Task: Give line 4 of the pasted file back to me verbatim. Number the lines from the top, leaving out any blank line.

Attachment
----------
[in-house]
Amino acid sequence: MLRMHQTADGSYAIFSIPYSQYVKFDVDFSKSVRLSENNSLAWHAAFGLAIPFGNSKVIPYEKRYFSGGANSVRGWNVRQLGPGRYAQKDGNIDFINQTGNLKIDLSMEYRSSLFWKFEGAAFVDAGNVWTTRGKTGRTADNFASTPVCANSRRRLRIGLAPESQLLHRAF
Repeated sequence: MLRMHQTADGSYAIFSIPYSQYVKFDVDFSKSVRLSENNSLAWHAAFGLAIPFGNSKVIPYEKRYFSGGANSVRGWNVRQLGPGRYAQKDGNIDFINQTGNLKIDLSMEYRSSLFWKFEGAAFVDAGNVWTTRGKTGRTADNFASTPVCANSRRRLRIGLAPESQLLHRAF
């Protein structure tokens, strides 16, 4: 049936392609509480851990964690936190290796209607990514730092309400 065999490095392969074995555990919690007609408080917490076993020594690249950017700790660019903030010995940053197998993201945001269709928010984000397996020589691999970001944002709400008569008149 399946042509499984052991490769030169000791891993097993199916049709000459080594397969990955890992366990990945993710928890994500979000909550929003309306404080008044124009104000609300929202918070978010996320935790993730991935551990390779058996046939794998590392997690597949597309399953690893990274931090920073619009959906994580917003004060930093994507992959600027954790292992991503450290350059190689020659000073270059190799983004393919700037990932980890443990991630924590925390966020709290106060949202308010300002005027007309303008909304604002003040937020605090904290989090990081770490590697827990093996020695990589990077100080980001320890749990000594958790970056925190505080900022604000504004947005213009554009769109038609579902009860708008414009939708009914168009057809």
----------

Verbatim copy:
């Protein structure tokens, strides 16, 4: 049936392609509480851990964690936190290796209607990514730092309400 065999490095392969074995555990919690007609408080917490076993020594690249950017700790660019903030010995940053197998993201945001269709928010984000397996020589691999970001944002709400008569008149 399946042509499984052991490769030169000791891993097993199916049709000459080594397969990955890992366990990945993710928890994500979000909550929003309306404080008044124009104000609300929202918070978010996320935790993730991935551990390779058996046939794998590392997690597949597309399953690893990274931090920073619009959906994580917003004060930093994507992959600027954790292992991503450290350059190689020659000073270059190799983004393919700037990932980890443990991630924590925390966020709290106060949202308010300002005027007309303008909304604002003040937020605090904290989090990081770490590697827990093996020695990589990077100080980001320890749990000594958790970056925190505080900022604000504004947005213009554009769109038609579902009860708008414009939708009914168009057809």